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A few more cents.
From: John Cooper [mailto:jcooper@BUCKNELL.EDU]
. . .
At 08:50 PM 06/11/2001 -0500, brian whatcott wrote:
Richard J Light wrote a book called "Making the Most of College:
Students Speak their Minds" HUP $25
"Every day has three halves: morning afternoon and evening.And if I can
devote any one of these three blocks of time to getting myacademic work
done, I consider that day a success." Light endorses thisundergraduate's
idea of spending appreciable time in one block on study, and not
snacking on study.
Forty-years ago I found to survive I had to budget my
time in blocks
of hours or more for each class. A sixty-hour week, including classes
and labs was pretty much routine. I wonder what the typical protocol
is these days.
Students can find from many sources, that the "accepted" rule of thumb is
two hours outside of class for each hour of lecture. (See for example the
preface in Serway&Faugn College Physics, or the advice in our Universities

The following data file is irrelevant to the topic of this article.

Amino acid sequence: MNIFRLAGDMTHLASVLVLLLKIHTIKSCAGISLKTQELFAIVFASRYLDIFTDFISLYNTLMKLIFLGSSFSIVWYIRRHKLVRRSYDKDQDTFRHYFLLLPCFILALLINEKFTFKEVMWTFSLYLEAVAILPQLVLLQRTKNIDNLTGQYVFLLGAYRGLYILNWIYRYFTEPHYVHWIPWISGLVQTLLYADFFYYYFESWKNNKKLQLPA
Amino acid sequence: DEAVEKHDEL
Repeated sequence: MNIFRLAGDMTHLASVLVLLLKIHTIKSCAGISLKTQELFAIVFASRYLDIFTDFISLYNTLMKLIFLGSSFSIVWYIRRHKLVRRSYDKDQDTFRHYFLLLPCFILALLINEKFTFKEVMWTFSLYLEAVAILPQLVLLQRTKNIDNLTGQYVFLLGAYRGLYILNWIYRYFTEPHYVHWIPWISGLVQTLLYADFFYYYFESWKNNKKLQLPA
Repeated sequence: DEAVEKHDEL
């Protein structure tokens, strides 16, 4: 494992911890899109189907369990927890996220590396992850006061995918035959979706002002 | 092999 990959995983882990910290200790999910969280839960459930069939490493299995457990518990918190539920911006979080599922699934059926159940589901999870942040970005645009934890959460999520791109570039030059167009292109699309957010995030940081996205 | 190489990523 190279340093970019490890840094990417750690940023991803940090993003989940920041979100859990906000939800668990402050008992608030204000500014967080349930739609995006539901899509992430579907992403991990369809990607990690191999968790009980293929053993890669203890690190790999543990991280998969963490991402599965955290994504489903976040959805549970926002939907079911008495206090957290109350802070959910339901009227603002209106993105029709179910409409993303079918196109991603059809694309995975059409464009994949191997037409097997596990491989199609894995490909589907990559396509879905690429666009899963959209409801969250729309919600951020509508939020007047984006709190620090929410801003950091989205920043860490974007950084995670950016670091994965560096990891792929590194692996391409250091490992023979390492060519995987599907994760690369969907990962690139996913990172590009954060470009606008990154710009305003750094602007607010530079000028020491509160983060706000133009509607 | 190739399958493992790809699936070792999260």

one credit "how to be a student" course, or many other sources.
I find this troubling, as I think it becomes interpreted as the maximum
amount necessary, and that amount should guarrantee an 'A' grade. I found
many of my courses, particularly physics and some math courses to require
more like 3 or 4 out of class hours per in-class hour.
I think the advice is sending the wrong message; although I suspect the
defence is that this is advice being given to students who are anticipating
spending 0-20 minutes of outside time, and certainly two hours would be
better than that, and perhaps the advice serves as a bit of a "heads-up".